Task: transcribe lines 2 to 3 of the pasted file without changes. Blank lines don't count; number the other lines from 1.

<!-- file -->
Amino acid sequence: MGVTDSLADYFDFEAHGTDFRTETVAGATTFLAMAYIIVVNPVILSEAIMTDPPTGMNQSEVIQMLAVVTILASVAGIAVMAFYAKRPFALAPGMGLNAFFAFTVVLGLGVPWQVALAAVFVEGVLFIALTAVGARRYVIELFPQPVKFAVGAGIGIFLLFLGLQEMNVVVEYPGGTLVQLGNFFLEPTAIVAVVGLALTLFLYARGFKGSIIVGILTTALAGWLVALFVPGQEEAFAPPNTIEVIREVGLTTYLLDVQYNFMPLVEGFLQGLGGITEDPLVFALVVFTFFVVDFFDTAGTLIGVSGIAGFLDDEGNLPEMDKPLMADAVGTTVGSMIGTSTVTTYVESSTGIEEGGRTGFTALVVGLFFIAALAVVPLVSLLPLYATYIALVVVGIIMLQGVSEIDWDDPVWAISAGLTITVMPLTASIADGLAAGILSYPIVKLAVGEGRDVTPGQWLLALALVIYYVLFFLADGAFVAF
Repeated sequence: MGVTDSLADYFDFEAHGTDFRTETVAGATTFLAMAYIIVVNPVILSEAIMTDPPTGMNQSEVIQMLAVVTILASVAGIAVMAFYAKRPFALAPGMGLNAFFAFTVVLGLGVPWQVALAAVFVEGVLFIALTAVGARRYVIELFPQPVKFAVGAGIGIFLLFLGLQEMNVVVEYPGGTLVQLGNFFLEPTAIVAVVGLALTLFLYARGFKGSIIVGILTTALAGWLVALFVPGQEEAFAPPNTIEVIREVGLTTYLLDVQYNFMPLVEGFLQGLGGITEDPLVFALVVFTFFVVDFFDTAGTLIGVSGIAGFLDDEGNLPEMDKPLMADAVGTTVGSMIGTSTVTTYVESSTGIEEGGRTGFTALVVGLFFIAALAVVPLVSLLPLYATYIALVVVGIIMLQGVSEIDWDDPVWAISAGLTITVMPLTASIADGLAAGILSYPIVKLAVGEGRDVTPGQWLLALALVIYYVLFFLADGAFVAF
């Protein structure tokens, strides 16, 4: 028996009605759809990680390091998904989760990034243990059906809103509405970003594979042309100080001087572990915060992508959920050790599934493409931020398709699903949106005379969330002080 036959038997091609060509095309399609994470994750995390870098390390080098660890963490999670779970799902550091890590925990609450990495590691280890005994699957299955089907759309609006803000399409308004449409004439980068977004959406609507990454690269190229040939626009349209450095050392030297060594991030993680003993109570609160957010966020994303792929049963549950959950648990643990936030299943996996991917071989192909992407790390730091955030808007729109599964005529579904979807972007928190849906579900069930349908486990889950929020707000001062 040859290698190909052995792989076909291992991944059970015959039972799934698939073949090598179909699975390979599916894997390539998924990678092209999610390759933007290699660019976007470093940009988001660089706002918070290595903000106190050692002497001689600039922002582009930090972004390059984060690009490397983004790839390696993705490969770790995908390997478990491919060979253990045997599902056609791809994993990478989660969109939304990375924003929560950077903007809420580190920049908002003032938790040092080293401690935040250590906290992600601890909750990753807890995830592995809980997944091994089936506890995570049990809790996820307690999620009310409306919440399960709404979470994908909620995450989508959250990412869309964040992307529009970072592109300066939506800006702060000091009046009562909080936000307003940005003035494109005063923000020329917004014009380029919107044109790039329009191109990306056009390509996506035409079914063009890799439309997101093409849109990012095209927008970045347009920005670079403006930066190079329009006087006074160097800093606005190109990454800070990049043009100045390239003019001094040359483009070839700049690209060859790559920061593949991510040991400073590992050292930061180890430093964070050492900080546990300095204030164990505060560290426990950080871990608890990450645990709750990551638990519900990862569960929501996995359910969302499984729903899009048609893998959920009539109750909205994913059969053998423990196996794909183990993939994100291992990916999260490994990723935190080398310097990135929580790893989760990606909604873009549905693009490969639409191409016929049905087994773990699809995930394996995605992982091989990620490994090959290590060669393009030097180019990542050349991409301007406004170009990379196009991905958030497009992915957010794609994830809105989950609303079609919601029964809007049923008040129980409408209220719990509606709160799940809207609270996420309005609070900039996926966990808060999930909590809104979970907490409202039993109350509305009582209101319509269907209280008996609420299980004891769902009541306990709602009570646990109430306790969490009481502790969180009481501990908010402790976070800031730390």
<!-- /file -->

Repeated sequence: MGVTDSLADYFDFEAHGTDFRTETVAGATTFLAMAYIIVVNPVILSEAIMTDPPTGMNQSEVIQMLAVVTILASVAGIAVMAFYAKRPFALAPGMGLNAFFAFTVVLGLGVPWQVALAAVFVEGVLFIALTAVGARRYVIELFPQPVKFAVGAGIGIFLLFLGLQEMNVVVEYPGGTLVQLGNFFLEPTAIVAVVGLALTLFLYARGFKGSIIVGILTTALAGWLVALFVPGQEEAFAPPNTIEVIREVGLTTYLLDVQYNFMPLVEGFLQGLGGITEDPLVFALVVFTFFVVDFFDTAGTLIGVSGIAGFLDDEGNLPEMDKPLMADAVGTTVGSMIGTSTVTTYVESSTGIEEGGRTGFTALVVGLFFIAALAVVPLVSLLPLYATYIALVVVGIIMLQGVSEIDWDDPVWAISAGLTITVMPLTASIADGLAAGILSYPIVKLAVGEGRDVTPGQWLLALALVIYYVLFFLADGAFVAF
């Protein structure tokens, strides 16, 4: 028996009605759809990680390091998904989760990034243990059906809103509405970003594979042309100080001087572990915060992508959920050790599934493409931020398709699903949106005379969330002080 036959038997091609060509095309399609994470994750995390870098390390080098660890963490999670779970799902550091890590925990609450990495590691280890005994699957299955089907759309609006803000399409308004449409004439980068977004959406609507990454690269190229040939626009349209450095050392030297060594991030993680003993109570609160957010966020994303792929049963549950959950648990643990936030299943996996991917071989192909992407790390730091955030808007729109599964005529579904979807972007928190849906579900069930349908486990889950929020707000001062 040859290698190909052995792989076909291992991944059970015959039972799934698939073949090598179909699975390979599916894997390539998924990678092209999610390759933007290699660019976007470093940009988001660089706002918070290595903000106190050692002497001689600039922002582009930090972004390059984060690009490397983004790839390696993705490969770790995908390997478990491919060979253990045997599902056609791809994993990478989660969109939304990375924003929560950077903007809420580190920049908002003032938790040092080293401690935040250590906290992600601890909750990753807890995830592995809980997944091994089936506890995570049990809790996820307690999620009310409306919440399960709404979470994908909620995450989508959250990412869309964040992307529009970072592109300066939506800006702060000091009046009562909080936000307003940005003035494109005063923000020329917004014009380029919107044109790039329009191109990306056009390509996506035409079914063009890799439309997101093409849109990012095209927008970045347009920005670079403006930066190079329009006087006074160097800093606005190109990454800070990049043009100045390239003019001094040359483009070839700049690209060859790559920061593949991510040991400073590992050292930061180890430093964070050492900080546990300095204030164990505060560290426990950080871990608890990450645990709750990551638990519900990862569960929501996995359910969302499984729903899009048609893998959920009539109750909205994913059969053998423990196996794909183990993939994100291992990916999260490994990723935190080398310097990135929580790893989760990606909604873009549905693009490969639409191409016929049905087994773990699809995930394996995605992982091989990620490994090959290590060669393009030097180019990542050349991409301007406004170009990379196009991905958030497009992915957010794609994830809105989950609303079609919601029964809007049923008040129980409408209220719990509606709160799940809207609270996420309005609070900039996926966990808060999930909590809104979970907490409202039993109350509305009582209101319509269907209280008996609420299980004891769902009541306990709602009570646990109430306790969490009481502790969180009481501990908010402790976070800031730390």